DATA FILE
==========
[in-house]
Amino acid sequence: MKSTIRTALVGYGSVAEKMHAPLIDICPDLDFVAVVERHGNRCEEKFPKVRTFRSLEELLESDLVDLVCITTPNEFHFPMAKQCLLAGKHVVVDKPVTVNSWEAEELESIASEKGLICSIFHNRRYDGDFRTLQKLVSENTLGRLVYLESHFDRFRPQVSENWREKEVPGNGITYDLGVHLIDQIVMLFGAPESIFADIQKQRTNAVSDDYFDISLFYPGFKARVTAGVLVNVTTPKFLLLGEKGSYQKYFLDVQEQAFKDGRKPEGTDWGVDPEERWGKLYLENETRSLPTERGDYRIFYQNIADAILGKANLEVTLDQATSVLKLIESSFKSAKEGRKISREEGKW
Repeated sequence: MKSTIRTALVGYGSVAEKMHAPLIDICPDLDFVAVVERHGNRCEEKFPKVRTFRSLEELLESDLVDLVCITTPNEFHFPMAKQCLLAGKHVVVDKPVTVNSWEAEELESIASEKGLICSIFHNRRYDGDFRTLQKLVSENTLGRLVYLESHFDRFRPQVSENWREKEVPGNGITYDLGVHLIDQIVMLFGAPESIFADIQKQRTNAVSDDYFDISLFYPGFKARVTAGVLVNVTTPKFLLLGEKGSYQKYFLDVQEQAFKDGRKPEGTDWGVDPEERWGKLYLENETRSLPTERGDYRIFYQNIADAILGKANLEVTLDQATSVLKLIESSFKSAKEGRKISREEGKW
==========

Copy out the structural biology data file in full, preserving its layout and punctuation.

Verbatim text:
[in-house]
Amino acid sequence: MKSTIRTALVGYGSVAEKMHAPLIDICPDLDFVAVVERHGNRCEEKFPKVRTFRSLEELLESDLVDLVCITTPNEFHFPMAKQCLLAGKHVVVDKPVTVNSWEAEELESIASEKGLICSIFHNRRYDGDFRTLQKLVSENTLGRLVYLESHFDRFRPQVSENWREKEVPGNGITYDLGVHLIDQIVMLFGAPESIFADIQKQRTNAVSDDYFDISLFYPGFKARVTAGVLVNVTTPKFLLLGEKGSYQKYFLDVQEQAFKDGRKPEGTDWGVDPEERWGKLYLENETRSLPTERGDYRIFYQNIADAILGKANLEVTLDQATSVLKLIESSFKSAKEGRKISREEGKW
Repeated sequence: MKSTIRTALVGYGSVAEKMHAPLIDICPDLDFVAVVERHGNRCEEKFPKVRTFRSLEELLESDLVDLVCITTPNEFHFPMAKQCLLAGKHVVVDKPVTVNSWEAEELESIASEKGLICSIFHNRRYDGDFRTLQKLVSENTLGRLVYLESHFDRFRPQVSENWREKEVPGNGITYDLGVHLIDQIVMLFGAPESIFADIQKQRTNAVSDDYFDISLFYPGFKARVTAGVLVNVTTPKFLLLGEKGSYQKYFLDVQEQAFKDGRKPEGTDWGVDPEERWGKLYLENETRSLPTERGDYRIFYQNIADAILGKANLEVTLDQATSVLKLIESSFKSAKEGRKISREEGKW